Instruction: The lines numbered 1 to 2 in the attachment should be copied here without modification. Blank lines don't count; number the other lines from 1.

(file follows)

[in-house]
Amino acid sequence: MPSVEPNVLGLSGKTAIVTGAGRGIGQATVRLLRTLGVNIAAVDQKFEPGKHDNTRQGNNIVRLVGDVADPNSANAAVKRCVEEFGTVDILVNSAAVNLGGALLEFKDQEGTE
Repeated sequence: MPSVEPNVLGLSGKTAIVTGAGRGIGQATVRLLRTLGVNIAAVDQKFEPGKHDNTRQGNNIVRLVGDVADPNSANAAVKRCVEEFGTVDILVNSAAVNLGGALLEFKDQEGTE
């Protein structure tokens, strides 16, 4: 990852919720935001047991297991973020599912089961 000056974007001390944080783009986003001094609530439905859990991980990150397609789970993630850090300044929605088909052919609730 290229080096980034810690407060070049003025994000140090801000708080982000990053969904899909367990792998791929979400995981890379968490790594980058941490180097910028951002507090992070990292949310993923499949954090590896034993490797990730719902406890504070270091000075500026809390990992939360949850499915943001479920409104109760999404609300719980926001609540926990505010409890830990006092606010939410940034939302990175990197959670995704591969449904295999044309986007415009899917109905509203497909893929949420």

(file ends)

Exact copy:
[in-house]
Amino acid sequence: MPSVEPNVLGLSGKTAIVTGAGRGIGQATVRLLRTLGVNIAAVDQKFEPGKHDNTRQGNNIVRLVGDVADPNSANAAVKRCVEEFGTVDILVNSAAVNLGGALLEFKDQEGTE